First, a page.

One of the features available under UNIX is the Message of the Day (MOTD). This is run every time you start a command prompt and displays the content of a file. In addition, the UNIX shells allow all sorts of stuff to be run and configured every time you start a new prompt using the .profile and .bashrc command files.
Windows users don’t generally expect that kind of flexibility from their command prompts. However, Windows does indeed support the use of an
autorun into which you can shoe-horn any command you like.
So for my standard setup, I make the shell autorun run a
.profile.cmd file that sits in the
%USERPROFILE% folder. From that file, I can run anything I like.
To set up a shell autorun, you have to edit the registry so the usual warnings to be careful and back things up apply.
There are two locations you can set, one for the machine as a whole and one for the logged-in user.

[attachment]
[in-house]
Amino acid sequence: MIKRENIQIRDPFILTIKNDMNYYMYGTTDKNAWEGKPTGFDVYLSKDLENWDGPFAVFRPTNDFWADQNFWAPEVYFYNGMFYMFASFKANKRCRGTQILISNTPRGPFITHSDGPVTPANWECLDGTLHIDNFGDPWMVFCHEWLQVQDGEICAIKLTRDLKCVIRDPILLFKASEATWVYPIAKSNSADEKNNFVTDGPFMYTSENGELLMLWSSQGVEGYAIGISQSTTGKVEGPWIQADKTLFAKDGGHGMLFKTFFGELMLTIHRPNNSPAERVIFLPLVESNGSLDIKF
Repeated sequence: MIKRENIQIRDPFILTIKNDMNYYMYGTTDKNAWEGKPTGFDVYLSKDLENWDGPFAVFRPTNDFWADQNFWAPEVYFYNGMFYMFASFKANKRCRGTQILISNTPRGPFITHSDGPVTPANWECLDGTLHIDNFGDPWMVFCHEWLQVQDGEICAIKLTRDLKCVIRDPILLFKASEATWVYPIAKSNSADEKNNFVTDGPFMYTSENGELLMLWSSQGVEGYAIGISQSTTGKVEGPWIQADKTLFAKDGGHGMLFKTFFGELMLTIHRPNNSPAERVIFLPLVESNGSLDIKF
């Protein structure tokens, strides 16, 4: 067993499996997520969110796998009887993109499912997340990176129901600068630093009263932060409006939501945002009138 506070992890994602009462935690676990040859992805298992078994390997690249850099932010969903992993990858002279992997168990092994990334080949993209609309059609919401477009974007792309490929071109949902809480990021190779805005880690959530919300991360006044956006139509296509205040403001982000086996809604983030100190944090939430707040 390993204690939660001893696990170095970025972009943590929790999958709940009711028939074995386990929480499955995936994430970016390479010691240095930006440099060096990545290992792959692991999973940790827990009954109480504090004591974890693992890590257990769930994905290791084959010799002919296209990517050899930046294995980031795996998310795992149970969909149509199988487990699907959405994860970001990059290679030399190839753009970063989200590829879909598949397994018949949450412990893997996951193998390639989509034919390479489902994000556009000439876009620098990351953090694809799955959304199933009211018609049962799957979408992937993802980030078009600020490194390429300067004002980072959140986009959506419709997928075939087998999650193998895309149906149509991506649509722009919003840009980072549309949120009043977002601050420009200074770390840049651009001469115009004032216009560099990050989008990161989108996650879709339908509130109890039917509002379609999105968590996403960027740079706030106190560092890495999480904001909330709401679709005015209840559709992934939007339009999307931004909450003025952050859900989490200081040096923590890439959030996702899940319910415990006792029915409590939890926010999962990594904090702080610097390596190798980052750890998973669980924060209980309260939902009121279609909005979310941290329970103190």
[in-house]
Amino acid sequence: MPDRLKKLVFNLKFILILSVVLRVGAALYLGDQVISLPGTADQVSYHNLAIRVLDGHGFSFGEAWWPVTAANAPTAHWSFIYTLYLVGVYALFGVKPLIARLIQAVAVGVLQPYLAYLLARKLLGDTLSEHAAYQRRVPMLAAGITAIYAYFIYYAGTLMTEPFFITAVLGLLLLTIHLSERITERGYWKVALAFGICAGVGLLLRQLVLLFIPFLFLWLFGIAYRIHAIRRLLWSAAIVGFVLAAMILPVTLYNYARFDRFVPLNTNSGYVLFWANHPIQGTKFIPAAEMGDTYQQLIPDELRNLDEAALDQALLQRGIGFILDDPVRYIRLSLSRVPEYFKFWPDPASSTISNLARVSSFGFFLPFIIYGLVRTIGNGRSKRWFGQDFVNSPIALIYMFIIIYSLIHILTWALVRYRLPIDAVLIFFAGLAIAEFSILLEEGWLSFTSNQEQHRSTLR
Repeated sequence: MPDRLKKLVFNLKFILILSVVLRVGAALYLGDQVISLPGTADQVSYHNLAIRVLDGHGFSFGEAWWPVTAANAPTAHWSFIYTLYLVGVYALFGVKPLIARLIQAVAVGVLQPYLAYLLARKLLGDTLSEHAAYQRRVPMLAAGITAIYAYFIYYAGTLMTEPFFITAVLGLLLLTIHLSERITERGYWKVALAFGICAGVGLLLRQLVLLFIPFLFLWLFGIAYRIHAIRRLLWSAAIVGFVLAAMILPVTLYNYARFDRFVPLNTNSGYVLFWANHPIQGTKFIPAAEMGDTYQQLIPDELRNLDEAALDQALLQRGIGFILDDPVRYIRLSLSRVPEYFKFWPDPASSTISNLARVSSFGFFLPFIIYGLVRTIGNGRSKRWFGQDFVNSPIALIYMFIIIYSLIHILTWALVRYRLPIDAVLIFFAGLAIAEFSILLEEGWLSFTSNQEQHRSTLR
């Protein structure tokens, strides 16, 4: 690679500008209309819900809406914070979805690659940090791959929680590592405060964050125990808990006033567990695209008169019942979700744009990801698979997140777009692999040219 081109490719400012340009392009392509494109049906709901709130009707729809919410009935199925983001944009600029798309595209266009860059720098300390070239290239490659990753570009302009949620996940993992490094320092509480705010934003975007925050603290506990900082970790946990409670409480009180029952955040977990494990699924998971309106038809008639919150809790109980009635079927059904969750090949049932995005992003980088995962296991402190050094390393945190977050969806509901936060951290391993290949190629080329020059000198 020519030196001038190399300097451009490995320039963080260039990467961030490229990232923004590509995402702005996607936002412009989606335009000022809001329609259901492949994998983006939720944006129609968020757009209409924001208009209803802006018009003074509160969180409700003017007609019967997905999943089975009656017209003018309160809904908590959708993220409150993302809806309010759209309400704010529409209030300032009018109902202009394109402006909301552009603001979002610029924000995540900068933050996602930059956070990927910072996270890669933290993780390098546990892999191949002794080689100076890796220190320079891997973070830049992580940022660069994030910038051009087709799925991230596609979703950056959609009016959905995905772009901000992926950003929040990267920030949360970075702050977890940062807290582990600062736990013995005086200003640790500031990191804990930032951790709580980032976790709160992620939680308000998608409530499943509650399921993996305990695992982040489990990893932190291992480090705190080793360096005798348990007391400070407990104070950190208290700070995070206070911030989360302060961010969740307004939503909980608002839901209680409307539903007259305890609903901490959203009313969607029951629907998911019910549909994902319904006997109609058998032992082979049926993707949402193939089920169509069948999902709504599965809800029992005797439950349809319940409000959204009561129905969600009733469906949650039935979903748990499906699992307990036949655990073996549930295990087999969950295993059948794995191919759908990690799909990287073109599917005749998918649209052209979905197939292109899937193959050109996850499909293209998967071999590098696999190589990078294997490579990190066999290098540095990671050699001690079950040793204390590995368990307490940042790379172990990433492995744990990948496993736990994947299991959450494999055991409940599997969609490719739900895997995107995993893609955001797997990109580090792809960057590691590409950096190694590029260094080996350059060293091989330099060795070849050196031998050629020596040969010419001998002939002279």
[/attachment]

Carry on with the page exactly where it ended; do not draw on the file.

HKEY_LOCAL_MACHINE\SOFTWARE\Microsoft\Command Processor HKEY_CURRENT_USER\SOFTWARE\Microsoft\Command Processor
If you want to set an autorun for another user, you need to go down
HKEY_USERS and find the appropriate one. It is really easier just to log in!
In one or both of those locations, add a new “String Value” (
AutoRun with the value:
Now create that file and put in a message such as:
@echo "Hello and welcome to my command prompt"
Save the file and open a new shell and you should see the message just after the Microsoft copyright.
This should work on all versions of Windows at least from XP onwards.
If you want to add this to a batch file to set up new machines, here is the command you need:
reg.exe ADD "HKLM\SOFTWARE\Microsoft\Command Processor" /v AutoRun /t REG_SZ /d ^%USERPROFILE^%\.profile.cmd /f
(Note that the above needs to go on a single line)
- 2018-04-22 - Tidy formatting, reformat for Hugo output.
Technorati : Batch, Configuration, Scripting, Vista, Win7, Windows Diigo Tag Search : Batch, Configuration, Scripting, Vista, Win7, Windows